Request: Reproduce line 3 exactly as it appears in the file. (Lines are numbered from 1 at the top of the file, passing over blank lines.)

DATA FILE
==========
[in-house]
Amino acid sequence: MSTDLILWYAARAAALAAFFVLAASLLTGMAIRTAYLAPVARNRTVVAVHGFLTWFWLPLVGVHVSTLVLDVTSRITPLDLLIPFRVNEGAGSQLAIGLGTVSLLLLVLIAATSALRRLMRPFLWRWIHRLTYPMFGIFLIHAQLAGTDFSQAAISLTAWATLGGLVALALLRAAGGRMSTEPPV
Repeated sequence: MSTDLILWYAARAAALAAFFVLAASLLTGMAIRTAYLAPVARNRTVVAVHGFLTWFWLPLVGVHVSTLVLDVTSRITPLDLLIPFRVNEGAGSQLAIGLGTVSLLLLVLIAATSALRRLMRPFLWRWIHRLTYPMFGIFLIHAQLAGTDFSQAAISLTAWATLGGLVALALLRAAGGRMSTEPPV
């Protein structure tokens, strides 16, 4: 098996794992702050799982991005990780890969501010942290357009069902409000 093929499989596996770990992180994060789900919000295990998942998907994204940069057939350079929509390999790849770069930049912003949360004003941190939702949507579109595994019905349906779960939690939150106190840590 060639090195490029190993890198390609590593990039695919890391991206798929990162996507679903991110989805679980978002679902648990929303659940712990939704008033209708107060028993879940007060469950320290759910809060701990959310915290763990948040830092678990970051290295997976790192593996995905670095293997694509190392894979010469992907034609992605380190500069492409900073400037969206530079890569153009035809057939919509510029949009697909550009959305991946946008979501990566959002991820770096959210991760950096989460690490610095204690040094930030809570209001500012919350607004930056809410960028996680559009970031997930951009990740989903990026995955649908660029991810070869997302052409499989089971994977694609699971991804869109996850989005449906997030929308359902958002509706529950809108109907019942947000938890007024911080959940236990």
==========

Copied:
Repeated sequence: MSTDLILWYAARAAALAAFFVLAASLLTGMAIRTAYLAPVARNRTVVAVHGFLTWFWLPLVGVHVSTLVLDVTSRITPLDLLIPFRVNEGAGSQLAIGLGTVSLLLLVLIAATSALRRLMRPFLWRWIHRLTYPMFGIFLIHAQLAGTDFSQAAISLTAWATLGGLVALALLRAAGGRMSTEPPV